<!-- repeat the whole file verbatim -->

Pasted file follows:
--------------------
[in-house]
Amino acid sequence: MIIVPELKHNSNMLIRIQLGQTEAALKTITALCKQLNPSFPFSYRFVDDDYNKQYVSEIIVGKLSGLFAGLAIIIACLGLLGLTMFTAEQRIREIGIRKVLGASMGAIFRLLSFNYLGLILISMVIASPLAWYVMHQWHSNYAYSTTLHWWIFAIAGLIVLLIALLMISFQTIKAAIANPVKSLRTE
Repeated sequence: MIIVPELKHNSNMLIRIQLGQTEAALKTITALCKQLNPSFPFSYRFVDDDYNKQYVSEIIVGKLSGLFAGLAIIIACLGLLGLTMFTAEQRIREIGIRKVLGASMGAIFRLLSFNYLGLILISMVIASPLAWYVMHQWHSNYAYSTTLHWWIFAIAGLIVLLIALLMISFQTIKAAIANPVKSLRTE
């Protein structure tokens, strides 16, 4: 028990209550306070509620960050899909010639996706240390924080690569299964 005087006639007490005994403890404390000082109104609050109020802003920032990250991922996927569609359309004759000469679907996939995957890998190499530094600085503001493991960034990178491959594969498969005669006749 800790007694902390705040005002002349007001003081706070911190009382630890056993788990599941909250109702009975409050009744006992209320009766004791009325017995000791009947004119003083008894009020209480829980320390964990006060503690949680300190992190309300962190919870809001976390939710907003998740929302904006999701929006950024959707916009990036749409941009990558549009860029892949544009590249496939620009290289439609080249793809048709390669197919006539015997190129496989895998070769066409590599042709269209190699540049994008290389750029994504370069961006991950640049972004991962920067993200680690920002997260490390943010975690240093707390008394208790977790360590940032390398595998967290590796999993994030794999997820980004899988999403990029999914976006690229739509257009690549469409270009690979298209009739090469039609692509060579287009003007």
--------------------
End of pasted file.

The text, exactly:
[in-house]
Amino acid sequence: MIIVPELKHNSNMLIRIQLGQTEAALKTITALCKQLNPSFPFSYRFVDDDYNKQYVSEIIVGKLSGLFAGLAIIIACLGLLGLTMFTAEQRIREIGIRKVLGASMGAIFRLLSFNYLGLILISMVIASPLAWYVMHQWHSNYAYSTTLHWWIFAIAGLIVLLIALLMISFQTIKAAIANPVKSLRTE
Repeated sequence: MIIVPELKHNSNMLIRIQLGQTEAALKTITALCKQLNPSFPFSYRFVDDDYNKQYVSEIIVGKLSGLFAGLAIIIACLGLLGLTMFTAEQRIREIGIRKVLGASMGAIFRLLSFNYLGLILISMVIASPLAWYVMHQWHSNYAYSTTLHWWIFAIAGLIVLLIALLMISFQTIKAAIANPVKSLRTE
């Protein structure tokens, strides 16, 4: 028990209550306070509620960050899909010639996706240390924080690569299964 005087006639007490005994403890404390000082109104609050109020802003920032990250991922996927569609359309004759000469679907996939995957890998190499530094600085503001493991960034990178491959594969498969005669006749 800790007694902390705040005002002349007001003081706070911190009382630890056993788990599941909250109702009975409050009744006992209320009766004791009325017995000791009947004119003083008894009020209480829980320390964990006060503690949680300190992190309300962190919870809001976390939710907003998740929302904006999701929006950024959707916009990036749409941009990558549009860029892949544009590249496939620009290289439609080249793809048709390669197919006539015997190129496989895998070769066409590599042709269209190699540049994008290389750029994504370069961006991950640049972004991962920067993200680690920002997260490390943010975690240093707390008394208790977790360590940032390398595998967290590796999993994030794999997820980004899988999403990029999914976006690229739509257009690549469409270009690979298209009739090469039609692509060579287009003007």